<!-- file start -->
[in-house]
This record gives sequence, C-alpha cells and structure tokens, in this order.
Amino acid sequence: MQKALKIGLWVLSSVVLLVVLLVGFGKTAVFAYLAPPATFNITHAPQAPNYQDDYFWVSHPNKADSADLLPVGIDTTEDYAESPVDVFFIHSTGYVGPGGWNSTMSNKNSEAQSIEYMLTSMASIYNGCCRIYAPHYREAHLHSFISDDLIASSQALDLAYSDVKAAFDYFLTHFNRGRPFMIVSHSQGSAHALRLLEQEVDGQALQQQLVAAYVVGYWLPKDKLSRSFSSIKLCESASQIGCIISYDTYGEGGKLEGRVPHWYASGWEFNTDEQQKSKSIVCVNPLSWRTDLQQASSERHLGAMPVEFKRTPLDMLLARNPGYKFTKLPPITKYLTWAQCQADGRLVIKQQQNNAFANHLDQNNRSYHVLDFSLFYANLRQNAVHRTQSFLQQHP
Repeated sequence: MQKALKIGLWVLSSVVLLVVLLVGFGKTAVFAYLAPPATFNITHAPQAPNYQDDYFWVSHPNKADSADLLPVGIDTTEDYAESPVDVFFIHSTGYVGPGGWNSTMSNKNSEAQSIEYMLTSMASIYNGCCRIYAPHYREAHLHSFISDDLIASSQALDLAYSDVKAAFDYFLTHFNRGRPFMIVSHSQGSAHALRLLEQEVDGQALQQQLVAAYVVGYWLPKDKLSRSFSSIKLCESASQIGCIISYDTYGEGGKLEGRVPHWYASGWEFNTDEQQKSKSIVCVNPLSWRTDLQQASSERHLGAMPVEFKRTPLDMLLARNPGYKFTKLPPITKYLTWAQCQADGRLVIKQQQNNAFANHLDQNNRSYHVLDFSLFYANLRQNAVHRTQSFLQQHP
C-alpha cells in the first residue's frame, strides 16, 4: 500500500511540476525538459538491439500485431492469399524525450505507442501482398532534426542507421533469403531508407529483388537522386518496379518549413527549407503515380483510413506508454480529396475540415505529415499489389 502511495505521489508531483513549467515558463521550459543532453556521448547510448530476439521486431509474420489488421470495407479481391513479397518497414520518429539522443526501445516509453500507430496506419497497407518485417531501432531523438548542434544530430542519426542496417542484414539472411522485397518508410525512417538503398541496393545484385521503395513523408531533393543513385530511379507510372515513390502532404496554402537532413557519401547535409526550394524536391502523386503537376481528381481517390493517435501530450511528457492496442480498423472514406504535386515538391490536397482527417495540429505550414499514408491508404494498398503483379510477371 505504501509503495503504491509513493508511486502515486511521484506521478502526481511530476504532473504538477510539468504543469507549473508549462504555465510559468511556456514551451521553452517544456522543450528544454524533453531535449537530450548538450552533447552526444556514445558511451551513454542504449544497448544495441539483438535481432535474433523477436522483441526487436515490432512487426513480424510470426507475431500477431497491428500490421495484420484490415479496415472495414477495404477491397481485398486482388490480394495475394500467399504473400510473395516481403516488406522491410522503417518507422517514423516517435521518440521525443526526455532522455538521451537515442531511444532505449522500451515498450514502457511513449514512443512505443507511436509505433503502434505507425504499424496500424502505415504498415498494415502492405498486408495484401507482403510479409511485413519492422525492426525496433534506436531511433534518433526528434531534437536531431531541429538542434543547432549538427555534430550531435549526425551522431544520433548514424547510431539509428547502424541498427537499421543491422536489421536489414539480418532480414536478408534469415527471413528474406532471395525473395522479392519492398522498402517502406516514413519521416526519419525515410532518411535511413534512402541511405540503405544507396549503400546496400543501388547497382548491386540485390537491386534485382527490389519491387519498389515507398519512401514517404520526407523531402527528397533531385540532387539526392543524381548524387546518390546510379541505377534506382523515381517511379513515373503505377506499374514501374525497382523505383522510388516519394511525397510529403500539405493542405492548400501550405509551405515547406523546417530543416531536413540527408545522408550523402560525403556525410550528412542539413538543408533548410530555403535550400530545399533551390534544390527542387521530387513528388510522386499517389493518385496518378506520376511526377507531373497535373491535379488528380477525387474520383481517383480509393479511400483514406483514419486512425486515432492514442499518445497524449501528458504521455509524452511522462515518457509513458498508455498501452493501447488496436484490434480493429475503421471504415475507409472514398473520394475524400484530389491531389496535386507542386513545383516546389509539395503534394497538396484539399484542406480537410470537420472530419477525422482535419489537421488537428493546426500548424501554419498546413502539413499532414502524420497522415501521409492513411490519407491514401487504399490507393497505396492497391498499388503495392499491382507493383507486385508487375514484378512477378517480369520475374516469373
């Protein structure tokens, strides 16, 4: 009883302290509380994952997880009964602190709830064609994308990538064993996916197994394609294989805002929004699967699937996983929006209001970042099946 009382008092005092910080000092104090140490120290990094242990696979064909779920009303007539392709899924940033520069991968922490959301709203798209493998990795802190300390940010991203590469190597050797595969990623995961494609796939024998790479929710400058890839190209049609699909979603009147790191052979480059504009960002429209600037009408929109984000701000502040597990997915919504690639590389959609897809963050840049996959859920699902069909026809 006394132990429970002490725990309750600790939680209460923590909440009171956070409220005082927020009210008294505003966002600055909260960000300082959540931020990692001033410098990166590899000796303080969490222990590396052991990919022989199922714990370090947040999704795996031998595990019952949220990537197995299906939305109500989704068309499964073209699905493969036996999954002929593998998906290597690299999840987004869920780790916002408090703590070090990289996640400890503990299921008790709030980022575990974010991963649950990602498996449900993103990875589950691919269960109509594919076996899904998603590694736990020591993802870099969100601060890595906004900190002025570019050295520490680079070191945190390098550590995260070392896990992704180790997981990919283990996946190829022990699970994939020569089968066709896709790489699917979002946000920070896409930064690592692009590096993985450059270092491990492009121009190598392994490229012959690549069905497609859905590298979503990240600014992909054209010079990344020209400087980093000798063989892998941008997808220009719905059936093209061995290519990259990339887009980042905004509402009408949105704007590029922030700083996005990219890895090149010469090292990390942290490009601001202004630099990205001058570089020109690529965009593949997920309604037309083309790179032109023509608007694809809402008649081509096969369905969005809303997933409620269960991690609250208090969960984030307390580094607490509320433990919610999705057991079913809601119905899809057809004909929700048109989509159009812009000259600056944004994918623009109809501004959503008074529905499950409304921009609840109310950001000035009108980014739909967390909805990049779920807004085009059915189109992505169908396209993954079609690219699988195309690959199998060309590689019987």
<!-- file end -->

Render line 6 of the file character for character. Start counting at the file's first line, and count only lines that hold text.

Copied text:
């Protein structure tokens, strides 16, 4: 009883302290509380994952997880009964602190709830064609994308990538064993996916197994394609294989805002929004699967699937996983929006209001970042099946 009382008092005092910080000092104090140490120290990094242990696979064909779920009303007539392709899924940033520069991968922490959301709203798209493998990795802190300390940010991203590469190597050797595969990623995961494609796939024998790479929710400058890839190209049609699909979603009147790191052979480059504009960002429209600037009408929109984000701000502040597990997915919504690639590389959609897809963050840049996959859920699902069909026809 006394132990429970002490725990309750600790939680209460923590909440009171956070409220005082927020009210008294505003966002600055909260960000300082959540931020990692001033410098990166590899000796303080969490222990590396052991990919022989199922714990370090947040999704795996031998595990019952949220990537197995299906939305109500989704068309499964073209699905493969036996999954002929593998998906290597690299999840987004869920780790916002408090703590070090990289996640400890503990299921008790709030980022575990974010991963649950990602498996449900993103990875589950691919269960109509594919076996899904998603590694736990020591993802870099969100601060890595906004900190002025570019050295520490680079070191945190390098550590995260070392896990992704180790997981990919283990996946190829022990699970994939020569089968066709896709790489699917979002946000920070896409930064690592692009590096993985450059270092491990492009121009190598392994490229012959690549069905497609859905590298979503990240600014992909054209010079990344020209400087980093000798063989892998941008997808220009719905059936093209061995290519990259990339887009980042905004509402009408949105704007590029922030700083996005990219890895090149010469090292990390942290490009601001202004630099990205001058570089020109690529965009593949997920309604037309083309790179032109023509608007694809809402008649081509096969369905969005809303997933409620269960991690609250208090969960984030307390580094607490509320433990919610999705057991079913809601119905899809057809004909929700048109989509159009812009000259600056944004994918623009109809501004959503008074529905499950409304921009609840109310950001000035009108980014739909967390909805990049779920807004085009059915189109992505169908396209993954079609690219699988195309690959199998060309590689019987």